African Knowledges and Alternative Futures - ROAPE
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African Knowledges and Alternative Futures

African Knowledges and Alternative Futures

By Amber Murrey and Edith Phaswana

The Toyin Falola @65 Conference brought together scholars from across the African continent and the world from 29 to 31 January 2018 under the theme, ‘African Knowledges and Alternative Futures.’ Our focus reflected on the long struggle for epistemic justice on the continent while centring and recognizing Falola’s important role in the project. This was a unique conference in terms of its structure, content, as well as the diversity of intellectuals that it attracted.

University of Ibadan

The venue for our coming together was the University of Ibadan (UI) – significant not only because Falola was born in the city in 1953 but also because UI is Nigeria’s oldest and most respected public university. UI was founded in 1932 as the first public university in Nigeria. At the time, it was an affiliate of University College London in the United Kingdom. Built in 1948 and completed in the 1960s, UI was the first university built in British-occupied West Africa.

Early colonial universities, Toyin Falola explains, were at the centre of colonial power dynamics and political struggles in Africa. Falola writes that these universities were ‘created to meet the needs of those Europeans who envisaged a permanent homeland in Africa… The universities were seen as concessions made after the Second World War, a strategy of pacifying restless Africans and of ensuring that decolonization was controlled at a pace set by Europeans’ (2018: 608). These universities were also spatially and geographically significant.

 At the conference, Oluwabunmi Fayiga traced the ideological symbolism of architectural materials in the British design in the construction of UI. In the colonial context, the design and production of spaces like UI was rich with colonial symbolism, in this case the association of certain materials with poverty and other materials with modernity/civilization. Fayiga’s discussion focused on the ways in which two British colonial architects, Maxwell Fry and Jane Drew, employed a conscious ‘social decision-making’ to promote the use of concrete and corrugated steel in Nigerian architecture. These ‘permanent’ materials were associated with the colonial power. All the while, bamboo roofing and the use of mud as building material was deemed ‘unrefined.’ Fry and Drew’s preferences for certain materials were regarded as ‘modern choices’ despite their inappropriateness for local ecologies and social settings. Colonial architecture, Fayiga argued, is a domain through which we might trace colonial arrogance and the resistances to it.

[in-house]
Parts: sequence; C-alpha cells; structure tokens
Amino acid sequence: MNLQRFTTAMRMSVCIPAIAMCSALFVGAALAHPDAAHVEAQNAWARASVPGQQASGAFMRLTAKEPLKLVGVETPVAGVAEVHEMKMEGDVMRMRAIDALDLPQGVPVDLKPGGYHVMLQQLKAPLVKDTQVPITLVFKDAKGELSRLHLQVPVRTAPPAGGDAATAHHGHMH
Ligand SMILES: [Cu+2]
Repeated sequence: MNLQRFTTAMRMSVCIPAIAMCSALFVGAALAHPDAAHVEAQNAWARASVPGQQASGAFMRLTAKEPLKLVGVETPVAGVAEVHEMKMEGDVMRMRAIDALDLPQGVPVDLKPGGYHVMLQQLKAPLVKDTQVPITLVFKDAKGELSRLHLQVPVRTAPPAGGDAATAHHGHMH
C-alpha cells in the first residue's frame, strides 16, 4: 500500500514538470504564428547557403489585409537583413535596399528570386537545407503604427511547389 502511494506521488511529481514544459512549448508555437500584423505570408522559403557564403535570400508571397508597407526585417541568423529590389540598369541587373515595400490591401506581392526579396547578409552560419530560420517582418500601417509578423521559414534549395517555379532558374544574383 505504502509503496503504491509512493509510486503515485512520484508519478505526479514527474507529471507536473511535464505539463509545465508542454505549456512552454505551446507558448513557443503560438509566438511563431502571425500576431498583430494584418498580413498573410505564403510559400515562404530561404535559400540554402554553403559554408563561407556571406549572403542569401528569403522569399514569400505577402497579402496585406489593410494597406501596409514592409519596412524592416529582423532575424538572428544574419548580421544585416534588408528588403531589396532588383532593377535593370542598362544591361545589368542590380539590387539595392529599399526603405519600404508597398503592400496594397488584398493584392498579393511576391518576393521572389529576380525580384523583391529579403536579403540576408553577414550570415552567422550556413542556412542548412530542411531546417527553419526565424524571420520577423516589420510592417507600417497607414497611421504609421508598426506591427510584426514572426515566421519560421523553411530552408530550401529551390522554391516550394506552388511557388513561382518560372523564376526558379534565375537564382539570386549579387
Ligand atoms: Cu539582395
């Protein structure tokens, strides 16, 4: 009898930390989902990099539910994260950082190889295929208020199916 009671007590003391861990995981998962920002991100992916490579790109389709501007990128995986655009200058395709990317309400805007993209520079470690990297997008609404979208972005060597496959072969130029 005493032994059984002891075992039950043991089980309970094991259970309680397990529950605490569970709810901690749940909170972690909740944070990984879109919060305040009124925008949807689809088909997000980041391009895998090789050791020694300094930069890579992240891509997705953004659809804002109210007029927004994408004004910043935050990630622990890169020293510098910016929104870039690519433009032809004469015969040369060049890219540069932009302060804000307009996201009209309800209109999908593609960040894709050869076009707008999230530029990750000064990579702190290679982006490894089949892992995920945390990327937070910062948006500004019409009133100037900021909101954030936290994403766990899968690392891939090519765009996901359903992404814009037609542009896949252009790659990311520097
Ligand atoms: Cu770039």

Honoring Professor Falola

This event was differently structured. Not just by the energy of governmental leaders delivering extended speeches in honor of Professor Falola, but also through an active and conscious attention on the part of the organizers and participants to collectively celebrate the intellectual lifetime of Professor Falola, who has been an influential powerhouse across the disciplines in the study of Africa.

A historian by training, Toyin Falola’s work transcends disciplinary boundaries, appealing to scholars across different backgrounds and disciplines. The author of some 300 books, chapters, and articles, Falola has also supervised several dozens of graduate students, some of whom were present at the conference. He is the coordinator for the highly subscribed e-group USA-Africa Dialogue and is well known within African Studies for his conference and workshop organizing. Falola has been at the forefront of charting a path for African intellectuals and validating humanizing accounts of African history.